P&O’s shock mass dismissal and whether the move was unlawful

There are fears of a repeat of P&O’s shocking layoff of 800 employees. Businesses are struggling at the moment and it appears P&O staff have not received any advance warning

P&O protesters outside the Port of Hull
P&O has laid off 800 of its workforce in a move that has raised questions about workers’ rights

The shocking layoffs of P&O Ferries employees stunned the business community yesterday amid fears similar layoffs could be carried out by other struggling companies.

P&O fired its employees in a short Zoom call and has faced a major backlash online and from MPs. There are reports from the company Hire security personnel to escort workers off the ferries.

The government is now examining whether P&O broke the law.

Sea Secretary Robert Couts said: “Reports of workers being notified without notice and escorted off their ships with immediate effect whilst being told cheaper alternatives would take their place demonstrate the insensitive nature with which P&O has approached this issue. “

Labor Shadow Transport Secretary Louise called the move a “despicable attack on workers’ rights”.

Around 800 workers were laid off in what P&O described as a “tough” decision UK employment law issues.

The move means there are fears struggling companies could follow P&O in laying off their workforce. Was it legal and what should employees do if they are in a similar position?

partners at Buckworth’sMichael Buckworth has some expert comments on the subject.

Can I be terminated without warning – what are my rights?

Businesses can fire workers, but workers still have rights


(Getty Images)

Employers are allowed to dismiss employees and the procedure can be carried out consensually if deemed mutually beneficial to both parties.

However, it is usually a difficult situation for any worker to be made redundant and a period of notice must be given.

Dismissal rules depend on the size of the employer, but in general certain criteria must be met for a dismissal to take place.

There is often an unofficial “last in, first out” rule for employers who are struggling. Individuals may be selected for dismissal based on disciplinary records, employee reviews, and qualifications. The employer can also ask employees to voluntarily opt for an extended package.

Selection processes are eliminated when the company shuts down an entire facility to make savings.

The following reasons are not grounds for termination:

  • Skin color
  • sexual orientation
  • gender
  • disability
  • Religious belief
  • Pregnancy or marriage statues.
  • gender transformation
  • Take action for health and safety reasons
  • perform jury duty
  • You are the trustee of a company pension scheme
  • Health and Safety Activities
  • working time model, e.g. B. Part-time or temporary employees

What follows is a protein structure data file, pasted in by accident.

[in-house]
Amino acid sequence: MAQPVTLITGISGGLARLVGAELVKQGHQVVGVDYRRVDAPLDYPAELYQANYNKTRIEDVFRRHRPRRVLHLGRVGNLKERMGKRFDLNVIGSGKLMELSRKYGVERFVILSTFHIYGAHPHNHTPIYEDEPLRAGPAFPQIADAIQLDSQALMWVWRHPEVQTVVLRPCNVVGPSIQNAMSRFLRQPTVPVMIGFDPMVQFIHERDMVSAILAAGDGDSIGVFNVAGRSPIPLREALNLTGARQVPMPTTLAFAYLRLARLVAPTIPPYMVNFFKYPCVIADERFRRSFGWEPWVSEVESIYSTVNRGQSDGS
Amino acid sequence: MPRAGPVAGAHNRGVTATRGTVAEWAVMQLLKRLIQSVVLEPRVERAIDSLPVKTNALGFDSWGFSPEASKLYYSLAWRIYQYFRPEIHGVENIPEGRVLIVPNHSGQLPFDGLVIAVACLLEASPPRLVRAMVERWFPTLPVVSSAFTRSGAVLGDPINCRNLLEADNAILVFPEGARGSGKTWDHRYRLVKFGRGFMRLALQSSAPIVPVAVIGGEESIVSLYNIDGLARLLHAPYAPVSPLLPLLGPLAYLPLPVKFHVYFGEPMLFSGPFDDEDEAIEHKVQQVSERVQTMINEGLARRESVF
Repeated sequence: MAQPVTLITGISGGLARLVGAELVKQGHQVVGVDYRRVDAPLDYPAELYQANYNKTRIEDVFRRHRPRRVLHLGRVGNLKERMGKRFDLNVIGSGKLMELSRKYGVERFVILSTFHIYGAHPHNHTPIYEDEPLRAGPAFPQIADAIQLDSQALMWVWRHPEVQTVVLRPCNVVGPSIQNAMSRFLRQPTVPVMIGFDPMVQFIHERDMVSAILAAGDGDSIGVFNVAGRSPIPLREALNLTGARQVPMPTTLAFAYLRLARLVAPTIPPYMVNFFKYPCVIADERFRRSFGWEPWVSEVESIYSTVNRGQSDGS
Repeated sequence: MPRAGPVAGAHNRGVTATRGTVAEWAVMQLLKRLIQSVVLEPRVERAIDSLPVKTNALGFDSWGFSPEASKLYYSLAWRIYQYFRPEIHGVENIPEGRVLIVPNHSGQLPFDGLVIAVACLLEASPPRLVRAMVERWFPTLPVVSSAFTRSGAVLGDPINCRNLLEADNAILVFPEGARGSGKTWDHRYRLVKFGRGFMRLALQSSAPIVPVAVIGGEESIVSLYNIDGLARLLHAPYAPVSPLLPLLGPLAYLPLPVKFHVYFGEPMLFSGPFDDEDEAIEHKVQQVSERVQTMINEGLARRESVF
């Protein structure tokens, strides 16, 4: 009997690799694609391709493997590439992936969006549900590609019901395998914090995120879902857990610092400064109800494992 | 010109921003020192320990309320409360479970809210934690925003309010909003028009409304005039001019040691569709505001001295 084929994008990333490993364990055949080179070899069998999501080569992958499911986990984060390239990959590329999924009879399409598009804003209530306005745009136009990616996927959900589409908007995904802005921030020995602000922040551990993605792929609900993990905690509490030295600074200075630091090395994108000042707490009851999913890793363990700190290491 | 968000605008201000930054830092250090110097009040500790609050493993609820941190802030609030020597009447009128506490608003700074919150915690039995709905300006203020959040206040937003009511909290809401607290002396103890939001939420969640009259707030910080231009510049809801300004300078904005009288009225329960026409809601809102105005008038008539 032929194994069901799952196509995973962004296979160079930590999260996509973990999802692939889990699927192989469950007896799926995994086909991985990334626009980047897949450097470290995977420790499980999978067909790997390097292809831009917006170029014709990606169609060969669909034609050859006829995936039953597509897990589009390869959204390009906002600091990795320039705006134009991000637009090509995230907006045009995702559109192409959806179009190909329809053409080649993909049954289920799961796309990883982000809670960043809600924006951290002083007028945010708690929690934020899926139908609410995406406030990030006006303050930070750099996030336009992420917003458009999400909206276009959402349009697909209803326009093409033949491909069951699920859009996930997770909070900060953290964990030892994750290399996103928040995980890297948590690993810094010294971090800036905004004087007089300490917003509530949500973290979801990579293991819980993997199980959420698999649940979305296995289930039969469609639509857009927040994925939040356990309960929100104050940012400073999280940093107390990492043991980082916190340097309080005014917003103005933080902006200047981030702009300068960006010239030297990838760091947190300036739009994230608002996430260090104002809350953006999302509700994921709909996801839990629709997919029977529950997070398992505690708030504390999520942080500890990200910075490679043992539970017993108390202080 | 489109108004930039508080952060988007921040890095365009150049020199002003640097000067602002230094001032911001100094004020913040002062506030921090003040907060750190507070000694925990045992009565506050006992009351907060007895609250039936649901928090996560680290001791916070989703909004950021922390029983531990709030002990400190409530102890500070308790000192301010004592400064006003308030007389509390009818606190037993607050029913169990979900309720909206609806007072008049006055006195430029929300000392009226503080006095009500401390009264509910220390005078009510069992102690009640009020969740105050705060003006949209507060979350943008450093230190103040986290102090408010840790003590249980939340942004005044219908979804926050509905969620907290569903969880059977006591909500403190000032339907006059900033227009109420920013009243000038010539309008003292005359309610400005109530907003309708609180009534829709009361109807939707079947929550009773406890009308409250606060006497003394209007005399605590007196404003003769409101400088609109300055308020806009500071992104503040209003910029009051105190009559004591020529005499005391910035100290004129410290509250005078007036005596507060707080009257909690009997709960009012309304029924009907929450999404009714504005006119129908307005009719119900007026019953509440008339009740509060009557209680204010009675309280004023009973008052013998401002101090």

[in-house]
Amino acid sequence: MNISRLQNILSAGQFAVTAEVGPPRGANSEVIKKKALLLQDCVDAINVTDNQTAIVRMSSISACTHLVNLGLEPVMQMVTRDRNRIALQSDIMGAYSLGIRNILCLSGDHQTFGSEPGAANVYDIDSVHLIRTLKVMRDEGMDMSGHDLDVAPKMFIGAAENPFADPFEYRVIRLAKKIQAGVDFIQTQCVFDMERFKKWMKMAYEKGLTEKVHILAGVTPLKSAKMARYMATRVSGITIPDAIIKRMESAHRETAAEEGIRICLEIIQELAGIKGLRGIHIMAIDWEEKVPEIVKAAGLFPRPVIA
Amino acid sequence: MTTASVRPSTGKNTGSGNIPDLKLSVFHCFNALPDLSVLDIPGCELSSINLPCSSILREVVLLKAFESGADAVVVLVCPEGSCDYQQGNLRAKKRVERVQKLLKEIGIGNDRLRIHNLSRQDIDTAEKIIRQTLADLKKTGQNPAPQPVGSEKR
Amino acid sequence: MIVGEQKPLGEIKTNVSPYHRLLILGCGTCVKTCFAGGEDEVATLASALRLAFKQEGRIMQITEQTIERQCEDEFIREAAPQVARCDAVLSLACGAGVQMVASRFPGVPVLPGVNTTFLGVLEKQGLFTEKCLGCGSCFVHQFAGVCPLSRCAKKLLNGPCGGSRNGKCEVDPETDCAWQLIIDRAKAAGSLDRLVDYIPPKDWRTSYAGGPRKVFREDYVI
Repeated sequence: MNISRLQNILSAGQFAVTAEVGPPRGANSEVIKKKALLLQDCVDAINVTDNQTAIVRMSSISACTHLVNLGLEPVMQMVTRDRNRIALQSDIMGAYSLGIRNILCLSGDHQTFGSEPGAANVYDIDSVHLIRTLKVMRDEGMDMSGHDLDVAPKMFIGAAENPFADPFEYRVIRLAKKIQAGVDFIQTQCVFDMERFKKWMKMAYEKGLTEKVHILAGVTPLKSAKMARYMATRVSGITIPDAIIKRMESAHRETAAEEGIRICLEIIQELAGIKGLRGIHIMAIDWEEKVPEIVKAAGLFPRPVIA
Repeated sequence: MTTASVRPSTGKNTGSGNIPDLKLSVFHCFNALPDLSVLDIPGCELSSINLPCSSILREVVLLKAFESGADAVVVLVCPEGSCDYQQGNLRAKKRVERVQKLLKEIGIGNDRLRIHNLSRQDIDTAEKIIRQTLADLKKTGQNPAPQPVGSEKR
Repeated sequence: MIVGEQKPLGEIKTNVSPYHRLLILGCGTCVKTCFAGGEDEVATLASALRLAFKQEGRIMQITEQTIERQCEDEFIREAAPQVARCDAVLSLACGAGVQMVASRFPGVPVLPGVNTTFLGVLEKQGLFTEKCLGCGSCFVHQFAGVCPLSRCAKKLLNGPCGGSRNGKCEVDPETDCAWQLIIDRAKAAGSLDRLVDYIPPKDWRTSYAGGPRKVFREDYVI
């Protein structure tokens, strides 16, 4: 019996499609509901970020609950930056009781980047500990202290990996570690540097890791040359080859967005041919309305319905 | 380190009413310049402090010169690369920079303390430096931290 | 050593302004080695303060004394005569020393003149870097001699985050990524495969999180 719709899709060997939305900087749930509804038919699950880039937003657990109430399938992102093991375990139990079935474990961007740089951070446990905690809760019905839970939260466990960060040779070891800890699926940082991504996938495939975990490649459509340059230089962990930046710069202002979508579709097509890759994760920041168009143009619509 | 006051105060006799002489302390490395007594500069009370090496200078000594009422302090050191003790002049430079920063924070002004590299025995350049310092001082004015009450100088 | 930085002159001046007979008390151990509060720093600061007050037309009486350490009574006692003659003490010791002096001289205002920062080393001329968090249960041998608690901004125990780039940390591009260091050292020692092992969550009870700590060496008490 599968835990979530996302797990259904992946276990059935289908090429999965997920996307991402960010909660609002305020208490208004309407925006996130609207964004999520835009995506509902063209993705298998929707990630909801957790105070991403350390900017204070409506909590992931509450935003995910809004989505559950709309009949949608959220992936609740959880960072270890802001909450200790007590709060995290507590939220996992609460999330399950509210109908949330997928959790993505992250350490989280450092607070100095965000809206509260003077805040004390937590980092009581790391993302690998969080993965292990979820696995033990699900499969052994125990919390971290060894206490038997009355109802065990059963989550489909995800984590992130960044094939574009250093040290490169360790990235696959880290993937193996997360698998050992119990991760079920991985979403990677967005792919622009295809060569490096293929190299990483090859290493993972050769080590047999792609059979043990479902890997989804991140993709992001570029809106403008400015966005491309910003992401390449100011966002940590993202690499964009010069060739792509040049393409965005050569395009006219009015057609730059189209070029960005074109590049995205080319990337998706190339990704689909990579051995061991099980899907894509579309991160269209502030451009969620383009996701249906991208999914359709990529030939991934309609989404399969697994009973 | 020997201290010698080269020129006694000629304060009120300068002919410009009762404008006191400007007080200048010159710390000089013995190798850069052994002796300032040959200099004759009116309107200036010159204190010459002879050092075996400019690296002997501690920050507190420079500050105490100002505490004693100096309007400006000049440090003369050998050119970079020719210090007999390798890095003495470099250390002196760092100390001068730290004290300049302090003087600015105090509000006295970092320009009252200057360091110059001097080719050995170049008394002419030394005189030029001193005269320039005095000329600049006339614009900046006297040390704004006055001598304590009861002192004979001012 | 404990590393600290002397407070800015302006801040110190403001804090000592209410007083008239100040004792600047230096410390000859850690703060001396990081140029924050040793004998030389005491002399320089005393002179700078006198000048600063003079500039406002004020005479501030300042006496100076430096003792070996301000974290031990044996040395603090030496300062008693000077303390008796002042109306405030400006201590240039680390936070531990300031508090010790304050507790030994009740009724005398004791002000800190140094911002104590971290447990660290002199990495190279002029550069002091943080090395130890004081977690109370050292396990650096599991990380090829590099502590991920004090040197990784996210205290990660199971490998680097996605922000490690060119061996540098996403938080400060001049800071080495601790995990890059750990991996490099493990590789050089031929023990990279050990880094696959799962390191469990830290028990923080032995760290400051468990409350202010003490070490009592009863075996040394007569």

If you suspect that you have been terminated for the above reasons, you should contact the employer for an abusive dismissal. A lawsuit in an employment tribunal for wrongful dismissal may be worth considering.

Mr Buckworth explained: “In order to make a claim, the employee must obtain a reference number from ACAS (an independent arbitration service), which generally involves ACAS going to the employer and trying to see if a settlement can be reached without the agreed may have to claim.”

Was PO&’s move illegal?

It’s not yet clear whether P&O’s move to lay off 800 employees was legal


Adam Gerrard / Daily Mirror)

At this time we do not know enough about the situation to assess whether or not P&O’s mass redundancies were unlawful. However, experts believe P&O’s move “might have been unlawful” if it was a potential breach of legal obligations.

An employer planning to lay off more than 100 people at a time must consult with their employees before making the final decision.

The minimum duration for consultations and the first release is 45 days, according to the government website.

Mr Buckworth said: “P&O’s move may have been unlawful. It has been reported that Nautilus International (a shipping union) has claimed that P&O failed to consult with its employees before firing them. If that is indeed the case (and we do not know if that is the case at this point), P&O may have breached its legal obligations.”

Could movements like P&Os become more common?

There are fears that measures like P&Os could become more common as companies suffer



There are fears that P&O’s drastic moves could be replicated by other companies.

Businesses have been hit hard by the pandemic and now there is an energy crisis made worse by the war Ukraine. Brexit Effects on the UK business will also take effect.

P&O reportedly lost around £100m year-on-year in what its parent company DP World described as “unsustainable”.

Mr. Buckland added: “For many companies, employees are a very large part of their overall costs.

“Workers are not to blame for their employers getting into financial difficulties. There’s not much workers can do to protect themselves, especially when the entire workforce is being laid off, as was the case at P&O. Luckily these types of mass redundancies are not common in the UK, at least from companies that continue to trade.”

The attorney advised people to consider salary protection insurance.

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https://www.mirror.co.uk/money/pos-shock-mass-sacking-whether-26500651 P&O's shock mass dismissal and whether the move was unlawful

Fry Electronics Team

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